Archive for the ‘Small House Policy’ Category

The Small House Policy and the Basic Law

February 1, 2021


Hong Kong’s Small House Policy confers significant benefits on indigenous inhabitants of the New Territories (‘NTIIs’). NTIIs are male persons, at least 18 years old, descended through the male line from a resident in 1898 of a recognised village.

The Small House Policy confers the following rights (exercisable only once) on NTIIs:

  1. a free building licence (allowing the NTII to build a residential house on land owned by him in the village without paying the usual premium);
  2. the Private Treaty Grant (allowing the NTII to buy Government land in the village at a concessionary rate);
  3. land exchange (enabling the NTII to exchange land owned by him in the village for other Government-owned land more suitable for residential building in the same village).

These rights have substantial financial value. It is accepted that they discriminate against females and against Hong Kong residents other than NTIIs.

The question for the Court of Appeal in Kwok Cheuk Kin v Director of Lands ([2021] HKCA 54) was whether the Small House Policy infringes articles 25 and 39 of the Basic Law and article 22 of the Bill of Rights. Alternatively, are the rights conferred by the Small House Policy ‘lawful traditional interests of the indigenous inhabitants of the New Territories’? Article 40 of the Basic Law requires these interests to be protected by the Government of the Hong Kong SAR. This protection would, it was argued, legitimate the Small House Policy rights despite their discriminatory nature and effects.

Interpreting article 40

Poon CJHC delivered the judgment of the Court of Appeal. The courts are to take a ‘contextual and purposive’ approach ([33]). The relevant contextual features taken into account were:

  • the new Colonial Government’s stated intentions concerning land ownership and respect for customs ([35] – [38])
  • the history of land ownership arrangements in the New Territories ([40] – ([47]);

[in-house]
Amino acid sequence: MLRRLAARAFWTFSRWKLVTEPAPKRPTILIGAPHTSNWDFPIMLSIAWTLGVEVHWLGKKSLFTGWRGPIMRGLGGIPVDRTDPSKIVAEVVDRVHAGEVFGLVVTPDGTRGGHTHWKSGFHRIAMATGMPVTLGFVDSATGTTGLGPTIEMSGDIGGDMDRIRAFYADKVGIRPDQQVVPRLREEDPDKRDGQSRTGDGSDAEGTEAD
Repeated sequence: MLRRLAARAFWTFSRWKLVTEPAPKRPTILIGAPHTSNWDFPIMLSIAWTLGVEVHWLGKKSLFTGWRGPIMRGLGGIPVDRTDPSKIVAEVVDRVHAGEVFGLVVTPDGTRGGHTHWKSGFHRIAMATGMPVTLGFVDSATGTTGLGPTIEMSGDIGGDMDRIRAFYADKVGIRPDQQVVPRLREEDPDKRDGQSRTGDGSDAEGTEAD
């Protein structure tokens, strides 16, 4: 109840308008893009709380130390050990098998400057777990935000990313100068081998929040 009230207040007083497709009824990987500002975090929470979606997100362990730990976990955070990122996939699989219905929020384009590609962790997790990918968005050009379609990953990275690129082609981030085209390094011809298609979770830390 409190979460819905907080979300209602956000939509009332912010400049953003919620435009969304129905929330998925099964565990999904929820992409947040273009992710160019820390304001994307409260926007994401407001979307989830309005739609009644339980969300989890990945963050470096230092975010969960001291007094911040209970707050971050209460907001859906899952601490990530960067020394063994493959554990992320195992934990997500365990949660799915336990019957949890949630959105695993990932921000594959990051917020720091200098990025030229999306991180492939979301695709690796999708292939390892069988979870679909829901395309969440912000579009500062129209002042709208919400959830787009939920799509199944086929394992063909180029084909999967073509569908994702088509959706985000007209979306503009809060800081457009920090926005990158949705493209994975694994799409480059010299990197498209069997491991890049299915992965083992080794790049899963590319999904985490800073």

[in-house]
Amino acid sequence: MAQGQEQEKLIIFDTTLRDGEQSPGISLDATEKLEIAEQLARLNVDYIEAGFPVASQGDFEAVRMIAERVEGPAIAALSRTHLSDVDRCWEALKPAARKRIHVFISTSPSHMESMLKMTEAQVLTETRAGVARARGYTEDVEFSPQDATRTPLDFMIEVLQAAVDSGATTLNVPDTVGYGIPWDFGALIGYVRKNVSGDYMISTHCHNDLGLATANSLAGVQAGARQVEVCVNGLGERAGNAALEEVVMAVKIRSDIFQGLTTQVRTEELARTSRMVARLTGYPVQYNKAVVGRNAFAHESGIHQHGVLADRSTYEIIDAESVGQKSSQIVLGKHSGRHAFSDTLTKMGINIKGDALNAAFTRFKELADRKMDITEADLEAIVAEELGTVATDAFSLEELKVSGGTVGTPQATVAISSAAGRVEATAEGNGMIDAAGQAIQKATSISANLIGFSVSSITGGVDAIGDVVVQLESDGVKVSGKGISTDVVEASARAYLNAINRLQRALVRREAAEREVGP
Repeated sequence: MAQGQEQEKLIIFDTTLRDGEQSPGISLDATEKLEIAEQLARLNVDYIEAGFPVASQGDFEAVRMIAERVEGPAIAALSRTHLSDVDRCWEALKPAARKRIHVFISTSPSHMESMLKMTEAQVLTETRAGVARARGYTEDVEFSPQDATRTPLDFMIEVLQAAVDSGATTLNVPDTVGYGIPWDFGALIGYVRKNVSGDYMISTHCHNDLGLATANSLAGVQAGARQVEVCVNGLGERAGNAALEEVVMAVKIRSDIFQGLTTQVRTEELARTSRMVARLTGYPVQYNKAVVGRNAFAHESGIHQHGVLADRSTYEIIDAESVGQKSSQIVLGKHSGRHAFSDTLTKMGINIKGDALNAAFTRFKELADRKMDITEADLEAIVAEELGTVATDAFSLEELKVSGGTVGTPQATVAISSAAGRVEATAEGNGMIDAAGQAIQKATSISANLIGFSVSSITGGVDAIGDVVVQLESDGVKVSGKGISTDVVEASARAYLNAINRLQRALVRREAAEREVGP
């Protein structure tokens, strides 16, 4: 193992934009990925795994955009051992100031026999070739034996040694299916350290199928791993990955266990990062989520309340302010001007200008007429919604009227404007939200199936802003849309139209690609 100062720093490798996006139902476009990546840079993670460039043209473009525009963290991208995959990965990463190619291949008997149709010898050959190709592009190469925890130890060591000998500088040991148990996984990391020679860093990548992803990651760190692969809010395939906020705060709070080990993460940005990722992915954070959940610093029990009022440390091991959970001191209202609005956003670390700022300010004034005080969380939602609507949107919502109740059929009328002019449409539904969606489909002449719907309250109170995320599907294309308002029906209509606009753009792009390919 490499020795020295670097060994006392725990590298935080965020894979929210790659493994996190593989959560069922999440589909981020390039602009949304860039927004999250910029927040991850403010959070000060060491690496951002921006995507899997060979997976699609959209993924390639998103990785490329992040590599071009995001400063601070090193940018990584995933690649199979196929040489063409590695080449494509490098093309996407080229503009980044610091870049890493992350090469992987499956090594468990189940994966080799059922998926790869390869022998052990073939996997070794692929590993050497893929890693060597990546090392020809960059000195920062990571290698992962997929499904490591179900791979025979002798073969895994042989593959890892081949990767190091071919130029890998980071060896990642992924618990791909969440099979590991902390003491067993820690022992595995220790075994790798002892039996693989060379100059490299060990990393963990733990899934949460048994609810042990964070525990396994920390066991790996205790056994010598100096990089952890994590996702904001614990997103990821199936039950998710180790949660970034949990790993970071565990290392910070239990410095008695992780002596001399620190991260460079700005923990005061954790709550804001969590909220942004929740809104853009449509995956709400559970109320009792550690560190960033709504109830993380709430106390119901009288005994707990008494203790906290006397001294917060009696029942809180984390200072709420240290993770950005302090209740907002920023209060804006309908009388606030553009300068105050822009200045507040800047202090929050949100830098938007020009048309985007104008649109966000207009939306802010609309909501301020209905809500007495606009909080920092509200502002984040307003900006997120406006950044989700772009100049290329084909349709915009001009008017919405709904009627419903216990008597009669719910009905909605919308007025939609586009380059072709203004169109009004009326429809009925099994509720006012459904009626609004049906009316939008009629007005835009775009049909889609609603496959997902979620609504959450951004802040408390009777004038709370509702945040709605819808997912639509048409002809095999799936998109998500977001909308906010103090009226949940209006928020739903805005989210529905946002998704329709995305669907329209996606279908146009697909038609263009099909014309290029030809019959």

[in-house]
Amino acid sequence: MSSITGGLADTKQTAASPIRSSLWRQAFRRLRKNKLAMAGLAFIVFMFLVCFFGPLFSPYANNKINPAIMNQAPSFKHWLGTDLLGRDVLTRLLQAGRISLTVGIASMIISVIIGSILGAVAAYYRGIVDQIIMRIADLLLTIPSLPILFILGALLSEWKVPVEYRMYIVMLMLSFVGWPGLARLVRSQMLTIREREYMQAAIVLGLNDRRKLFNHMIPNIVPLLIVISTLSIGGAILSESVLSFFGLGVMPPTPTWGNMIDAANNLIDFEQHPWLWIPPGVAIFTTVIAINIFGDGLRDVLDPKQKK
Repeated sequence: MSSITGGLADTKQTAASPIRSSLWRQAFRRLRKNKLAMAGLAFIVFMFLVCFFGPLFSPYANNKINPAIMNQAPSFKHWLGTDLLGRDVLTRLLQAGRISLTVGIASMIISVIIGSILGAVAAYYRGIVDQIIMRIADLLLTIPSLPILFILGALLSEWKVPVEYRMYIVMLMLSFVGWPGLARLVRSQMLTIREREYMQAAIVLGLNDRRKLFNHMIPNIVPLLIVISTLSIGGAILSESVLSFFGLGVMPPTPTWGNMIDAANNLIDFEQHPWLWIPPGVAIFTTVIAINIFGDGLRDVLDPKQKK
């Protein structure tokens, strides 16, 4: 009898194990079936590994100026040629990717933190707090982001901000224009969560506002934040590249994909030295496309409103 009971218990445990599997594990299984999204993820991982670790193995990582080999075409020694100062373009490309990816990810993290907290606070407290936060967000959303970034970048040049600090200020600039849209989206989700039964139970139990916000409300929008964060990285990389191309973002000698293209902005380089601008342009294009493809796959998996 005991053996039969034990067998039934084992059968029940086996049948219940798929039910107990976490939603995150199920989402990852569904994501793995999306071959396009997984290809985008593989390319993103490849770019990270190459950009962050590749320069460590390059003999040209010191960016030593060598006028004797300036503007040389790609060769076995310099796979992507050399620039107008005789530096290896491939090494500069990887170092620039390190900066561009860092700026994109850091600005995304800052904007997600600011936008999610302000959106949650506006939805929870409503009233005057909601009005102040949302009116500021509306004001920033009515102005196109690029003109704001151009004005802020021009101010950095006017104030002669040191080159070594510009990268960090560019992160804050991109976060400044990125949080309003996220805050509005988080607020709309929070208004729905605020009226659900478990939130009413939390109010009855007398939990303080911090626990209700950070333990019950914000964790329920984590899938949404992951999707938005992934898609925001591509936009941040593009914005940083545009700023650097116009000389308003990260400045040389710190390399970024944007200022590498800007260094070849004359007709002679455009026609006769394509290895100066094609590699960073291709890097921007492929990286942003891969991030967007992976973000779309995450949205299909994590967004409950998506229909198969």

• the history of special policies and practices for small houses in New Territories villages, both before and after the introduction of the Small House Policy in 1972 ([[48] – [67]);
  • the relationship between the Small House Policy and the policies and practices that preceded it ([68] – [70]);
  • the ways in which legislation (before and after 1972) took account of the Small House Policy ([71] – 76]);
  • the recognition and preservation of ownership rights arising under the Small House Policy in the Joint Declaration ([77] – [82]);
  • contemporaneous materials relevant to the issue of rights protected by article 40 ([83] – [85]) which seem to suggest a level of controversy as to whether the Small House Policy rights were covered by article 40; and
  • the fact that there was no prior legal challenge to NTII rights under the Small House Policy ([86]).

Poon CJHC went on to say that ‘[w]hether a right or interest is traditional for the purposes of BL40 is to be determined by reference to the state of affairs in April 1990’ ([90]). A right might be traditional if it is an evolved form of a pre-1898 right, ‘provided it retains its essential or core features’ ([91]).

He continued:

‘In our view, “lawful traditional rights and interests of the NTIIs” in BL40 mean those which are, as a matter of historical fact, recognized to be the NTIIs’ lawful traditional rights and interests in the Hong Kong legal system at the time of the promulgation of the Basic Law on 4 April 1990 .. BL40 continues and elevates the recognition and protection to a constitutional level for such lawful traditional rights and interests of NTIIs after 1 July 1997.’ ([93])

Poon CJHC’s review of the contextual features listed above led him to conclude that NTII rights under the Small House Policy were lawful and traditional for the purposes of article 40 of the Basic Law ([94]). They are protected despite their discriminatory nature ([95]). Thus, ‘the Small House Policy is constitutional in its entirety'([116]).

The Court of Appeal disagreed with the first instance approach of considering whether each of the rights conferred by the Small House Policy could be traced back to the time before the New Territories Lease. That said, the court thought that each of the rights conferred by the Small House Policy could satisfy a ‘traceable’ test.

The first instance judge thought that the building licence could satisfy the test while the private treaty grant could not. The Court of Appeal, however, thought that the private treaty grant ‘captures or satisfies the essential feature(s) of a right or interest that was enjoyed by the NTIIs before the commencement of the New Territories Lease’ ([119]).

The rights of the ‘topsoil tenants of the customary tenure’ ([120]) were replaced by various forms of sale at a concessionary rate to NTIIs ([121]).

Michael Lower

Tinsley v Milligan still applies in Hong Kong

August 17, 2019

In Patel v Mirza, the UK Supreme Court abandoned the Tinsley v Milligan reliance test in deciding whether or not to enforce agreements tainted by illegality.

In Hong Kong, this question has frequently arisen with regard to schemes for the exploitation of ding rights under the Small House Policy. In a number of cases, property owners have transferred land to dings who apply to build a small house on the land after claiming the benefits conferred on dings by the small house policy.